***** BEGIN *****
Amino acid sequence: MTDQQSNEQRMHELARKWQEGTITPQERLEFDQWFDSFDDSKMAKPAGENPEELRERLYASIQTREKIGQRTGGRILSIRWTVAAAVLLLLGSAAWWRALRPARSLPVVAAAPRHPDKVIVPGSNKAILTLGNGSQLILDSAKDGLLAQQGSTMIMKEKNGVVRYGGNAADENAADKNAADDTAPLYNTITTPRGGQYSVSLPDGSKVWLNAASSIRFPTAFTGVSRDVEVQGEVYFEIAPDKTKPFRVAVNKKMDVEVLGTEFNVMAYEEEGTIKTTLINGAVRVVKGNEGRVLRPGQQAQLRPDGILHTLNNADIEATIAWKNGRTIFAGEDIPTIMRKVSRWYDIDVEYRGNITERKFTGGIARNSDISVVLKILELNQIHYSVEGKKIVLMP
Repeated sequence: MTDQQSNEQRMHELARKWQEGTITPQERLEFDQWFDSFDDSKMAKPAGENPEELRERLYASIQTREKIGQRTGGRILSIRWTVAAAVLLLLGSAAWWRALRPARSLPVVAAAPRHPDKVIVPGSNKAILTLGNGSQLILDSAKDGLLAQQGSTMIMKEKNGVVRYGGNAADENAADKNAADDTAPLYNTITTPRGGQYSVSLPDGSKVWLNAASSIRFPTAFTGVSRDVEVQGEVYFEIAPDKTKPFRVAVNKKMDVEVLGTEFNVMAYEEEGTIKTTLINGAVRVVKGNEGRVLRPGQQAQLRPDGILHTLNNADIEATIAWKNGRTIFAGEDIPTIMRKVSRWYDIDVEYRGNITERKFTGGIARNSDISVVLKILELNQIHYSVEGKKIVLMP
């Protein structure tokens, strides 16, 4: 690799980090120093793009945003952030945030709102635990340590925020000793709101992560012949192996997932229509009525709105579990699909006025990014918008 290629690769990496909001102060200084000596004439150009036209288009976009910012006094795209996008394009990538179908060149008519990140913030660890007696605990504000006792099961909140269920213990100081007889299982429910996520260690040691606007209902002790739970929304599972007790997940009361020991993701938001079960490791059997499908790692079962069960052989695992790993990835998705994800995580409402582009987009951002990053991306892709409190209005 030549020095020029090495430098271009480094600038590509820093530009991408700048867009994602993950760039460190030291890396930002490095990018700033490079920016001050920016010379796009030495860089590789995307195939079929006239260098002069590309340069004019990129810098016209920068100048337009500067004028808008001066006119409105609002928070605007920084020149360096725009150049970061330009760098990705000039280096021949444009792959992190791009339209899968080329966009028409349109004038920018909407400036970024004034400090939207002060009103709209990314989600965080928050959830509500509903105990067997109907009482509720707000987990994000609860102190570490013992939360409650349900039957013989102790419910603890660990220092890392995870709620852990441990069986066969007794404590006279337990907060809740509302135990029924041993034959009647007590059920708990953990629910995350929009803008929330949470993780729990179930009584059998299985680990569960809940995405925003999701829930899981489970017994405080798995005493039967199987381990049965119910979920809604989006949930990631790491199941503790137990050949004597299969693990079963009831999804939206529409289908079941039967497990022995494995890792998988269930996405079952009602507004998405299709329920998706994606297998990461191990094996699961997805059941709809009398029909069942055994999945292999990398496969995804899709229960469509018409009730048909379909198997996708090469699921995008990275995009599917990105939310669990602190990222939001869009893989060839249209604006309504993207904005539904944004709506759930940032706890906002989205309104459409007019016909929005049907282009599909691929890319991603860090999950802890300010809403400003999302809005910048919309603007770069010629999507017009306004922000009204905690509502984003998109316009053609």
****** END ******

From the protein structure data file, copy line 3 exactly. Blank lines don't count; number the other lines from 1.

């Protein structure tokens, strides 16, 4: 690799980090120093793009945003952030945030709102635990340590925020000793709101992560012949192996997932229509009525709105579990699909006025990014918008 290629690769990496909001102060200084000596004439150009036209288009976009910012006094795209996008394009990538179908060149008519990140913030660890007696605990504000006792099961909140269920213990100081007889299982429910996520260690040691606007209902002790739970929304599972007790997940009361020991993701938001079960490791059997499908790692079962069960052989695992790993990835998705994800995580409402582009987009951002990053991306892709409190209005 030549020095020029090495430098271009480094600038590509820093530009991408700048867009994602993950760039460190030291890396930002490095990018700033490079920016001050920016010379796009030495860089590789995307195939079929006239260098002069590309340069004019990129810098016209920068100048337009500067004028808008001066006119409105609002928070605007920084020149360096725009150049970061330009760098990705000039280096021949444009792959992190791009339209899968080329966009028409349109004038920018909407400036970024004034400090939207002060009103709209990314989600965080928050959830509500509903105990067997109907009482509720707000987990994000609860102190570490013992939360409650349900039957013989102790419910603890660990220092890392995870709620852990441990069986066969007794404590006279337990907060809740509302135990029924041993034959009647007590059920708990953990629910995350929009803008929330949470993780729990179930009584059998299985680990569960809940995405925003999701829930899981489970017994405080798995005493039967199987381990049965119910979920809604989006949930990631790491199941503790137990050949004597299969693990079963009831999804939206529409289908079941039967497990022995494995890792998988269930996405079952009602507004998405299709329920998706994606297998990461191990094996699961997805059941709809009398029909069942055994999945292999990398496969995804899709229960469509018409009730048909379909198997996708090469699921995008990275995009599917990105939310669990602190990222939001869009893989060839249209604006309504993207904005539904944004709506759930940032706890906002989205309104459409007019016909929005049907282009599909691929890319991603860090999950802890300010809403400003999302809005910048919309603007770069010629999507017009306004922000009204905690509502984003998109316009053609």